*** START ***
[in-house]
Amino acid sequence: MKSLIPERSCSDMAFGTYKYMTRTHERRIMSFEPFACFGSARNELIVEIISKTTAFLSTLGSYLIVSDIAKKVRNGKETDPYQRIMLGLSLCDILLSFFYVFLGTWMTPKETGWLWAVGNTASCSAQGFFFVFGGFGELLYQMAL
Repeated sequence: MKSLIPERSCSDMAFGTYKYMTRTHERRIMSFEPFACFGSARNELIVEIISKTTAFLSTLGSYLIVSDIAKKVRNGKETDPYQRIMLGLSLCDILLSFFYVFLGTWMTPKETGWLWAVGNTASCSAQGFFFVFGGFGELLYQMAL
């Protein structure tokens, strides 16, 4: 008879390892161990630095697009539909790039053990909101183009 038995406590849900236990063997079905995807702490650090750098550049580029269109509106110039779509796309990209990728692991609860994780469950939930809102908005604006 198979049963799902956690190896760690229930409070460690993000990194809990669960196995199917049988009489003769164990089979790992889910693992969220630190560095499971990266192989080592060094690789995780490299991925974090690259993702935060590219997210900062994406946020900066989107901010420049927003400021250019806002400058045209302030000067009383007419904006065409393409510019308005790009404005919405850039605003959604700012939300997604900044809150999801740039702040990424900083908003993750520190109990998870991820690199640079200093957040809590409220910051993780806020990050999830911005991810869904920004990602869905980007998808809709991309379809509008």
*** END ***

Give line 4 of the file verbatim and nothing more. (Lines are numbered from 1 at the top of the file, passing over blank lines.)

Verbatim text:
């Protein structure tokens, strides 16, 4: 008879390892161990630095697009539909790039053990909101183009 038995406590849900236990063997079905995807702490650090750098550049580029269109509106110039779509796309990209990728692991609860994780469950939930809102908005604006 198979049963799902956690190896760690229930409070460690993000990194809990669960196995199917049988009489003769164990089979790992889910693992969220630190560095499971990266192989080592060094690789995780490299991925974090690259993702935060590219997210900062994406946020900066989107901010420049927003400021250019806002400058045209302030000067009383007419904006065409393409510019308005790009404005919405850039605003959604700012939300997604900044809150999801740039702040990424900083908003993750520190109990998870991820690199640079200093957040809590409220910051993780806020990050999830911005991810869904920004990602869905980007998808809709991309379809509008």